Photo Credit: Greening of Detroit

The Greening of Detroit has broadened its methods from “classic tree planting,” to planting that will better utilize  the benefits of every tree; such as planting for stormwater retention and planting large, dense blocks of trees to remediate soil contamination.

A recent article in the Wall Street Journal highlighted a new campaign for Detroit to repurpose vacant parcels of land into urban farmland.  Rebecca Witt is enthusiastic and prepared for the Greening of Detroit to take on similar opportunities for securing Detroit’s ecosystem, asserting:

That’s a pretty incredible thing to be able to think of a major American city that really could have an ecosystem that could support itself and all of its people in a way that is sustainable for the long term.

Some potential plans for Detroit include planting oak trees and maybe fruit orchards.

The Arbor Day Foundation avidly promotes the intrinsic benefits of urban trees. The work going on in Detroit isolates the potential of urban trees to revitalize a struggling community and establish a sustainable industry.

The Arbor Day Foundation agrees with research that explains the benefits of trees for stormwater retention. Rain refreshes and nourishes green landscape.  But as cities grow and tree cover is lost, so is the absorbing effect of plant life and soil.  Trees and vegetated infrastructure prevent costly stormwater runoff from polluting waterways with oil, heavy metal particles and other harmful substances.

Click here for a visual depiction of a city water system with few trees, and one with abundant trees.

Nonprofits like the Greening of Detroit are making huge impact and filling the inherent need for effective urban forestry tree planting and environmental care in communities nationwide.

Relationship between trees and neighborhood affluence offers important lessons for local leaders

A U.S. Forest Service survey of the San Francisco Bay Area found that neighborhoods with robust communities trees are usually more economically prosperous than areas lacking in trees.

Trees are scant in lower-income West Oakland and plentiful in affluent Piedmont just four miles away, according to the San Jose Mercury News. A similar contrast is evident when comparing Palo Alto to East Palo Alto in the South Bay.

“If you have a tree-lined street, people are more likely to shop there,” said Forest Service Chief Tom Tidwell. “If you have a tree-lined street, property values go up. … The more trees we have, the cleaner the air.”

Tidwell, a good friend of the Foundation, was in the Bay Area in person last month to announce a grant worth $181,000 for the locally-based Urban Releaf, which has planted more than 10,000 trees in Oakland and Richmond and recruits young people to help.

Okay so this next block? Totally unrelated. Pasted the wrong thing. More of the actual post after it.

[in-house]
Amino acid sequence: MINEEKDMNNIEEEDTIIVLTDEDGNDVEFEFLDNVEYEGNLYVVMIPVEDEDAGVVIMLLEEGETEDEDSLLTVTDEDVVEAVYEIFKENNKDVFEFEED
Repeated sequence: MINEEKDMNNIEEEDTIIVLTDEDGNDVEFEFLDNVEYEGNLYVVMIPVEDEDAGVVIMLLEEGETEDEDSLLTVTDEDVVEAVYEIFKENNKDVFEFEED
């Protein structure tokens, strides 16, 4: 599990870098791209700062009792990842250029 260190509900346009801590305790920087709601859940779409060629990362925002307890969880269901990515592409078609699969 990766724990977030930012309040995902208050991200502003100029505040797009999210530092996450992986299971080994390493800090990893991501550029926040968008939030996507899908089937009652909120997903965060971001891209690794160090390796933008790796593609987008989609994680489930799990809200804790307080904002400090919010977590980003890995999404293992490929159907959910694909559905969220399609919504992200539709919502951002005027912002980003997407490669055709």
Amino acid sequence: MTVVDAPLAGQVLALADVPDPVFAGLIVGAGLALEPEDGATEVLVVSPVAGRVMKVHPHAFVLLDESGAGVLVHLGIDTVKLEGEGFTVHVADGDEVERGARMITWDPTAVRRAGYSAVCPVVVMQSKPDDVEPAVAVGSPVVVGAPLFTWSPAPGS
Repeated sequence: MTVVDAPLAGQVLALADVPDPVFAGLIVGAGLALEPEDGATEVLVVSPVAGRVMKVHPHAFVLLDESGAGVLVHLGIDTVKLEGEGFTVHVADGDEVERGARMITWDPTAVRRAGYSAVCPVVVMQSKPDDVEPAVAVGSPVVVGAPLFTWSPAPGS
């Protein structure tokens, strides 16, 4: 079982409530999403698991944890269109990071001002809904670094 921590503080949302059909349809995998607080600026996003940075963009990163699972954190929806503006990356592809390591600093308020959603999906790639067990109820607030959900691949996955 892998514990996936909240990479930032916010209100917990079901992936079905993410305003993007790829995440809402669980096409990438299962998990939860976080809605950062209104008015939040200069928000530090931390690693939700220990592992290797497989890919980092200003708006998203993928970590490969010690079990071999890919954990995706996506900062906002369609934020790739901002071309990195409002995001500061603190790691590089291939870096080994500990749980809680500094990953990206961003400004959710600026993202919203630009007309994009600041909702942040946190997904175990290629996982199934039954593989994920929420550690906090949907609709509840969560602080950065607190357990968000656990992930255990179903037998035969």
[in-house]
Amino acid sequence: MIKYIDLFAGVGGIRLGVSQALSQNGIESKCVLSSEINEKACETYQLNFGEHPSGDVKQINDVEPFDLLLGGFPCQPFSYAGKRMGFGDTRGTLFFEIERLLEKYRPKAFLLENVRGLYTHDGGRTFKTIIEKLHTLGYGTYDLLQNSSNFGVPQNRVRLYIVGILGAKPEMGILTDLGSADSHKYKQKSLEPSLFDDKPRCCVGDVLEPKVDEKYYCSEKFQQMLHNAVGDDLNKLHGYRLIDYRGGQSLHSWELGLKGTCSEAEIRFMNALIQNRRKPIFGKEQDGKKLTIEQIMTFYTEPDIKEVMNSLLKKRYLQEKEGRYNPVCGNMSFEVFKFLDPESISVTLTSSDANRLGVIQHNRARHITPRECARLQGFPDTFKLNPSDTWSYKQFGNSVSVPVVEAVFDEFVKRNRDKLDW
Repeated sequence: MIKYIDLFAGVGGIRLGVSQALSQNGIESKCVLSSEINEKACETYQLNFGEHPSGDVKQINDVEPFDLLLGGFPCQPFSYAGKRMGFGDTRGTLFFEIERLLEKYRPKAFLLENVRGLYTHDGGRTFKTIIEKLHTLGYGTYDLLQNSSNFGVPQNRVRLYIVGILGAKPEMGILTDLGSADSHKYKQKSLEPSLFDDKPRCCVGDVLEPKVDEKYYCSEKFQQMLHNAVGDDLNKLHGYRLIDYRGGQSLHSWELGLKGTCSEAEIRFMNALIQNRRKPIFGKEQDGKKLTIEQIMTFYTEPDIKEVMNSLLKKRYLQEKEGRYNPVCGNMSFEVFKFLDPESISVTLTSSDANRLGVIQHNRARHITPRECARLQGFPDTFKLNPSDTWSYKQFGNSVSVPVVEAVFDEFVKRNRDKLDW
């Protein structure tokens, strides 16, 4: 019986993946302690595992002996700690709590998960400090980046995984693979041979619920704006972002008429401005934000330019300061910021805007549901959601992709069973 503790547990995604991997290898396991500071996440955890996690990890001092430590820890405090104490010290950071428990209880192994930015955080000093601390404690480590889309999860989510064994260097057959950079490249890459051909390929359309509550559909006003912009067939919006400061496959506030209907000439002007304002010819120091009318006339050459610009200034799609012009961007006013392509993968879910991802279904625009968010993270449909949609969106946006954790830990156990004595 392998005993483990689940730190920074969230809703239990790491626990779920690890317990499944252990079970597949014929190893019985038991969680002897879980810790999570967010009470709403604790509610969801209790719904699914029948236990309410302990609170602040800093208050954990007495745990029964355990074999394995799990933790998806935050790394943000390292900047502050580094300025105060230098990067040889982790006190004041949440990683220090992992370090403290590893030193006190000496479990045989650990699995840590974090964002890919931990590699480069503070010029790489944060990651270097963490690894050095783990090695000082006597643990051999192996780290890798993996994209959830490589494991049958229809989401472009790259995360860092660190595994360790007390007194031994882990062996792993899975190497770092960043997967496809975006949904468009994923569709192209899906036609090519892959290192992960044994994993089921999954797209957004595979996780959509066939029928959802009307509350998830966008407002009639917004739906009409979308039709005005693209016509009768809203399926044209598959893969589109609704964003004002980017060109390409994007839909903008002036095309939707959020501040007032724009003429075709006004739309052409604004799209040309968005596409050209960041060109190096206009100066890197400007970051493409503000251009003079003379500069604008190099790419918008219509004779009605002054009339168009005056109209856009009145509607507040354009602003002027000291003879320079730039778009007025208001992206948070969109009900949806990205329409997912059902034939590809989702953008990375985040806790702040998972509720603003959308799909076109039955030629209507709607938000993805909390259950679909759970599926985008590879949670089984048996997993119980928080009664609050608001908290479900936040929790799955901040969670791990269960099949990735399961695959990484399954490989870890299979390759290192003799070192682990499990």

The Mercury-News also cites the work of environmental writer Tim De Chant, whose use of satellite images present a stark portrait of what he calls “Income equality, as seen from space.”

Of course, planting trees is just the beginning. In order to survive, urban trees require continued maintenance and care, an area where resource-starved cities often fall short. This is a question of long-term priorities and investment that local decision-makers across the country must face. San Francisco’s decision to shift the responsibility for tree care to property owners is an example of a troubling step in the wrong direction, one which we hope will be halted as the economy continues to recover and municipalities reclaim some of their lost revenue base.

Image: USDA via Bay Area News Group

Nebraska and Iowa to continue funding recreational trails

UPDATE: All but two states have chosen to continue funding recreational trails, according to Streetsblog.

We’re a little bit late to this story, but thought it was worth mentioning that officials in Nebraska and Iowa have chosen to continue to funding recreational trails for bicyclists and pedestrians.

Why is this important? Two reasons: 1) Recreational space that allows people to enjoy time outdoors is crucial to the Foundation’s vision of green and livable communities; and 2) The new federal transportation law has shifted more discretion over trails funding to the states, so it’s a topic likely to come up in your area even if you don’t live in Nebraska or Iowa.

Lincoln, the home of Arbor Day Foundation headquarters, boosts an extensive and popular trail network that expands 128 miles into rural Lancaster County and a number of neighboring communities. It surely didn’t hurt that Lincoln is also the state capital, meaning key decision-makers in the Department of Roads and the Governor’s office have seen the value of the trails firsthand.

According to the Omaha World-Herald, bicycle enthusiasts in both states lobbied heavily to keep the funding from being diverted to other projects, which is now allowed under the new federal transportation law, MAP-21:

Rick Sanders, president of the 85-member Bellevue Bike Club, said he is grateful. Members of his club, as well as other bicyclers, had lobbied to retain the state programs, as well as federal funding.

“We’re probably one of the most fiscally conservative states in the Union,” Sanders said. “Having our governor step up for trails is good for the cause.”

According to the Great Plains Trails Network, every dollar spent on trails in Lincoln yields nearly $3 in medical savings due to healthier living. The trails also increase property values by up to 20 percent, a similar figure to the estimated increase associated with a robust tree canopy.

Photo courtesy of the Great Plains Trails Network.